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SF State Professor Russell Jeung Honored For Spearheading Campaign Against Asian-American Hate Crimes

SAN FRANCISCO (CBS SF) -- Among the 100 most influential people chosen this year by Time Magazine was San Francisco State professor Russell Jeung, honored for his efforts in launching the 'Stop AAPI Hate' campaign and website to end the rising tide of attacks on Asian Americans in the San Francisco Bay Area and around the country.

Joining Jeung in the honor was Cynthia Choi, co–executive director of Chinese for Affirmative Action, and Manjusha P. Kulkarni, executive director of the Asian Pacific Policy and Planning Council.

All three have played a major role in demanding action to end the attacks.

"The recognition really means a lot," Jeung said during an interview on the KPIX 5 Morning News. "It's not necessarily an individual honor, but for me it speaks for the 9,000 people who have reported to our website. 'Stop AAPI Hate' collects first-hand accounts of racism. These people were fearsome enough and bold enough to share their stories so we could develop a collective voice and really make change."

READ MORE: Complete Coverage Of Rise In Bay Area Asian-American Hate Crimes

He said the online campaign has "grown into global movement of people standing up for justice."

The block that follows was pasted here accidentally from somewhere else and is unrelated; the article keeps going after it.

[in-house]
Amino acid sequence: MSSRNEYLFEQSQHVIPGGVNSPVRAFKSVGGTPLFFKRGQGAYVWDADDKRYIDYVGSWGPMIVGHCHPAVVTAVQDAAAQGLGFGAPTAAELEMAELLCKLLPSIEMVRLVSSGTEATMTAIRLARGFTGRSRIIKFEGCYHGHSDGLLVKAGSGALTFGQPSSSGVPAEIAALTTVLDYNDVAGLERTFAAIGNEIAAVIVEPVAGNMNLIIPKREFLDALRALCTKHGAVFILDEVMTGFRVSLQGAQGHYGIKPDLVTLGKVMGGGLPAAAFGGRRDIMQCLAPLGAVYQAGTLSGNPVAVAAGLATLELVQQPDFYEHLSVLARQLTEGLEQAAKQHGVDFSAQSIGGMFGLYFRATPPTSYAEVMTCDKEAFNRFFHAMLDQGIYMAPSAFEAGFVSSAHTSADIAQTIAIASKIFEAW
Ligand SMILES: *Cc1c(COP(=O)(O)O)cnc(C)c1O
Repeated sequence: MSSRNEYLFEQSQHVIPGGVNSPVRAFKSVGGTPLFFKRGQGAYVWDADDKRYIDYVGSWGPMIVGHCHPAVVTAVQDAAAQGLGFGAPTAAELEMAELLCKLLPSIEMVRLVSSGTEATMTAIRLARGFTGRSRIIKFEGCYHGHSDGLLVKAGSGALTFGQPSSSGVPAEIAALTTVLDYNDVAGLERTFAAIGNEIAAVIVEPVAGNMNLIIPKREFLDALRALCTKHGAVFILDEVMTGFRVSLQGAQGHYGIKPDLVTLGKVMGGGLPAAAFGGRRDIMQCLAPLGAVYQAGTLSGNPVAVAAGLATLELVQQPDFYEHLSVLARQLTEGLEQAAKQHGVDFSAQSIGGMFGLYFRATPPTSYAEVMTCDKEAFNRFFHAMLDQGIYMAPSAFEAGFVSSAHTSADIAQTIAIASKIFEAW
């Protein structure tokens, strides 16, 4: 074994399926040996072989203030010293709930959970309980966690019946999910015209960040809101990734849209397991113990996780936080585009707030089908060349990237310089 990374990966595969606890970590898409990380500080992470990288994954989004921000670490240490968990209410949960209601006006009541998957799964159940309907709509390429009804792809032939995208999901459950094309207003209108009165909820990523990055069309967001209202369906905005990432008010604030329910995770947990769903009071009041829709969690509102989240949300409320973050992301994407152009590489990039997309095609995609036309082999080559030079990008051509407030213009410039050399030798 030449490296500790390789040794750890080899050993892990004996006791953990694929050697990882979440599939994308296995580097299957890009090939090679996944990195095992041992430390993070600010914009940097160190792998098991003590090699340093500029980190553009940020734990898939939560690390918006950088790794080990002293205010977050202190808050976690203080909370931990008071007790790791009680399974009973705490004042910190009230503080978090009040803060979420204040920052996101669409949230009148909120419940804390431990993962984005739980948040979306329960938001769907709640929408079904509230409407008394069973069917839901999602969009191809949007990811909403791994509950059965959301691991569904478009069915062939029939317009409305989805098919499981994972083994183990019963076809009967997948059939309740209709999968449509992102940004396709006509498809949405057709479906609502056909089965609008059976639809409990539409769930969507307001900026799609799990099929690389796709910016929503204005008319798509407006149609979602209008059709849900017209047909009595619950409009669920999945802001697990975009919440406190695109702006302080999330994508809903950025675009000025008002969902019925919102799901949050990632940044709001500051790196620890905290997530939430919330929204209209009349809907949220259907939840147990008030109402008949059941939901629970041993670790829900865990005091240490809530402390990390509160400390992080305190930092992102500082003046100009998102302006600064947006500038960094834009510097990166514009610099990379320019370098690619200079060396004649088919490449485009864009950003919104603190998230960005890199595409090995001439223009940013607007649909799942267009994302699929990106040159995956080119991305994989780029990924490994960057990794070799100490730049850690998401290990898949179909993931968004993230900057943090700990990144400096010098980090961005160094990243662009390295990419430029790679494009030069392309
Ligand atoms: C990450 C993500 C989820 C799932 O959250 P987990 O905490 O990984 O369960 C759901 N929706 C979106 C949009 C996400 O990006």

'Stop AAPI Hate' is just the latest episode of Jeung's decades-long personal commitment to community involvement. He has been an East Oakland organizer for Cambodian and Latino youths since the 1990s.

"What we do (with the website) is we take all these stories, we analyze the data and what we're trying to do is to really document and hold government accountable for the safety and the public health for Asian-Americans and Pacific Islanders," he said. "We been able to pass (legislative) bills like the AAPI Equity Budget bill in California...So we are using our platform, using our data, to make policy change for the long term."

The $156.5 million AAPI Equity Budget bill funds actions to end the surge in anti-AAPI hate and violence over the past year.

Below is a summary of where the state funds go:

  • $110 million – a majority of the funding – will go to community organizations who are providing vital victim services and prevention
  • $10 million will provide support to Stop AAPI Hate to track, respond, and prevent incidents of racial bias and harm
  • $10 million will go to the AAPI Data project to increase accurate data collection and data equity on AAPI needs, challenges, and barriers
  • $10 million will go to anti-bias block grant to provide funding to schools to create restorative justice programs to address hate and macroaggressions early
  • $5 million will support a peer social media network project addressing bullying and mental health for children and youth
  • $1.5 million will go towards a workgroup to address education attainment for low income first generation AAPI college students, and support the Commission on Asian Pacific Islander American Affairs as it coordinates these programs
  • $10 million will go to ethnic media outlets to reach AAPI and other underserved communities in California
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